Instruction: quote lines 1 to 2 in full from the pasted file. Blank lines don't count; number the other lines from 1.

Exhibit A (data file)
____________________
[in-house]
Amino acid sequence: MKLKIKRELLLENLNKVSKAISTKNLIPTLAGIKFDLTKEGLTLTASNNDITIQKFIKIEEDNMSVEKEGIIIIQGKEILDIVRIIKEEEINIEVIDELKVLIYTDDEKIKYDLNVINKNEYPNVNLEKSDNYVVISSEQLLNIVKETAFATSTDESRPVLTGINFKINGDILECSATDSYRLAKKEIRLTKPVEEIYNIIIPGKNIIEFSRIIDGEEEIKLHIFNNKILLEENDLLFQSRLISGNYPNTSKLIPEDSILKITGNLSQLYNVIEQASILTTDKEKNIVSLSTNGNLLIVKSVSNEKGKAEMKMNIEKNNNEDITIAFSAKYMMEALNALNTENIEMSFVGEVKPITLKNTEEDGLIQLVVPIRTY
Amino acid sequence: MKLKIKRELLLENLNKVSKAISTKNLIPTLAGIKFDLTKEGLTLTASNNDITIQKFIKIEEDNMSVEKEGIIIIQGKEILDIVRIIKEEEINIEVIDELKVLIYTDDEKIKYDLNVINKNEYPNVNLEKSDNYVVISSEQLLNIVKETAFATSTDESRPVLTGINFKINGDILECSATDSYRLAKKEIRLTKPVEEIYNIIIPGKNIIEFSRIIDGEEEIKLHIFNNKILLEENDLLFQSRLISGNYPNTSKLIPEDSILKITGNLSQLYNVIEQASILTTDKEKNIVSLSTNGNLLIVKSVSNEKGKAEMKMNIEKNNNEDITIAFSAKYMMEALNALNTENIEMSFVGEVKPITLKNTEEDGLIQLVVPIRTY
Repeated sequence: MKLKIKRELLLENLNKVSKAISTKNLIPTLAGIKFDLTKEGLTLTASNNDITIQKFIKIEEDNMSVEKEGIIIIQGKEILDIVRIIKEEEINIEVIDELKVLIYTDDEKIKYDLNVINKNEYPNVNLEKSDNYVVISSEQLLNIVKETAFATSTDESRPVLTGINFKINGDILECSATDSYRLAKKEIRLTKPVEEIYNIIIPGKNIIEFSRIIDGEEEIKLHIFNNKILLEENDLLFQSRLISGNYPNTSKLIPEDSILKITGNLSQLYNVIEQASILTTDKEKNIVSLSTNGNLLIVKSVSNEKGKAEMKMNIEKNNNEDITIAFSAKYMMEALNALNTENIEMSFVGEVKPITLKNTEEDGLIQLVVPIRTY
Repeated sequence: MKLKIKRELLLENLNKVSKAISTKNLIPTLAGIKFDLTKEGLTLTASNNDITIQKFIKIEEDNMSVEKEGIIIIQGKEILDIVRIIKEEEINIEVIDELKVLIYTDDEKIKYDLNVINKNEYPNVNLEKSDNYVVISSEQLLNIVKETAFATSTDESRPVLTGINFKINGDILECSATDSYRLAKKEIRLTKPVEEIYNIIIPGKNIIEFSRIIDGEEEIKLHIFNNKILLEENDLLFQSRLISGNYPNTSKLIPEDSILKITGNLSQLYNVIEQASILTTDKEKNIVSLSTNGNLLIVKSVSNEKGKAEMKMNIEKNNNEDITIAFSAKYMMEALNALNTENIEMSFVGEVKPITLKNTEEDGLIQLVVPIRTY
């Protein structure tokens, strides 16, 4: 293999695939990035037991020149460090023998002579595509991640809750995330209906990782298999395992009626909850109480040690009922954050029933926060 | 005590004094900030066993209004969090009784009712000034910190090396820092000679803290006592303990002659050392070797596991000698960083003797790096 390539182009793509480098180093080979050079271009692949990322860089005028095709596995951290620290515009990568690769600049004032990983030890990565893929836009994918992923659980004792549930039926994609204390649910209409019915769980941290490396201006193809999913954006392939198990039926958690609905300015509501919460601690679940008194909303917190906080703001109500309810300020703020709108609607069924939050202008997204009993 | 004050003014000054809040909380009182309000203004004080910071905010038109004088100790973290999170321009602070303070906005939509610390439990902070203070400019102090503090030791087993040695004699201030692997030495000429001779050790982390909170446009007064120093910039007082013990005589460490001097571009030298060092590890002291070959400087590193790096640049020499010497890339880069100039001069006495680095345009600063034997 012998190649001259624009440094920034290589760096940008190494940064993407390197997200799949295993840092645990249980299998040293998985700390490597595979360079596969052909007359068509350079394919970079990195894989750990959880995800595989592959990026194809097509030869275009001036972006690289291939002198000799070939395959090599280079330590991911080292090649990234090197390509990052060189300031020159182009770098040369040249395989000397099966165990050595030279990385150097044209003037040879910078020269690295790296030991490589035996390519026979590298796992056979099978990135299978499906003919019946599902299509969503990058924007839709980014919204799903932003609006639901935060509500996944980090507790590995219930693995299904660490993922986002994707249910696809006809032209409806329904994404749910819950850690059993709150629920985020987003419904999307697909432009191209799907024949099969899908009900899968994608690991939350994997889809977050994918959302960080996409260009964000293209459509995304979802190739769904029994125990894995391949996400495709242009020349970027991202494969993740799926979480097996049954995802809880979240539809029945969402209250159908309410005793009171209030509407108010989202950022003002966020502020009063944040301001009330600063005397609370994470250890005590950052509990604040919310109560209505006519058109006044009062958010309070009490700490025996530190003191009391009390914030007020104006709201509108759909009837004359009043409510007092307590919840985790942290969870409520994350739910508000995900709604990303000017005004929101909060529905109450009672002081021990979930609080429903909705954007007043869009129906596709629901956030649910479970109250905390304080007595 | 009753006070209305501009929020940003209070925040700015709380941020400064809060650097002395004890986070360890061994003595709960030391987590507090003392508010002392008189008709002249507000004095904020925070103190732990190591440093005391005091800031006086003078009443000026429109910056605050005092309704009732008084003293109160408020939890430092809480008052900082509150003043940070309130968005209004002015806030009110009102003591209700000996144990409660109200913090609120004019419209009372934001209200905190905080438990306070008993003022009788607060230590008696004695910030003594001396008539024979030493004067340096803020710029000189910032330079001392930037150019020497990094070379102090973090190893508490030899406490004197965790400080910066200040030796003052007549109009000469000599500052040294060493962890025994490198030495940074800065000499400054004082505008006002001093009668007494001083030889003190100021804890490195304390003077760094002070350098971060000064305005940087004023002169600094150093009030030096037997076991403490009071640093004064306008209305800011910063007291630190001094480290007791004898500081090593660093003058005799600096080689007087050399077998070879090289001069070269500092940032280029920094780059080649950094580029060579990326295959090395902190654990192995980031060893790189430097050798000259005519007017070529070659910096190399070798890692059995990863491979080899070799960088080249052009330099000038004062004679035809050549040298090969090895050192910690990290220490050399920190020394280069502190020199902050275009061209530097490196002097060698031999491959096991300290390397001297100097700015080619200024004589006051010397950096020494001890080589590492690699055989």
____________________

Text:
[in-house]
Amino acid sequence: MKLKIKRELLLENLNKVSKAISTKNLIPTLAGIKFDLTKEGLTLTASNNDITIQKFIKIEEDNMSVEKEGIIIIQGKEILDIVRIIKEEEINIEVIDELKVLIYTDDEKIKYDLNVINKNEYPNVNLEKSDNYVVISSEQLLNIVKETAFATSTDESRPVLTGINFKINGDILECSATDSYRLAKKEIRLTKPVEEIYNIIIPGKNIIEFSRIIDGEEEIKLHIFNNKILLEENDLLFQSRLISGNYPNTSKLIPEDSILKITGNLSQLYNVIEQASILTTDKEKNIVSLSTNGNLLIVKSVSNEKGKAEMKMNIEKNNNEDITIAFSAKYMMEALNALNTENIEMSFVGEVKPITLKNTEEDGLIQLVVPIRTY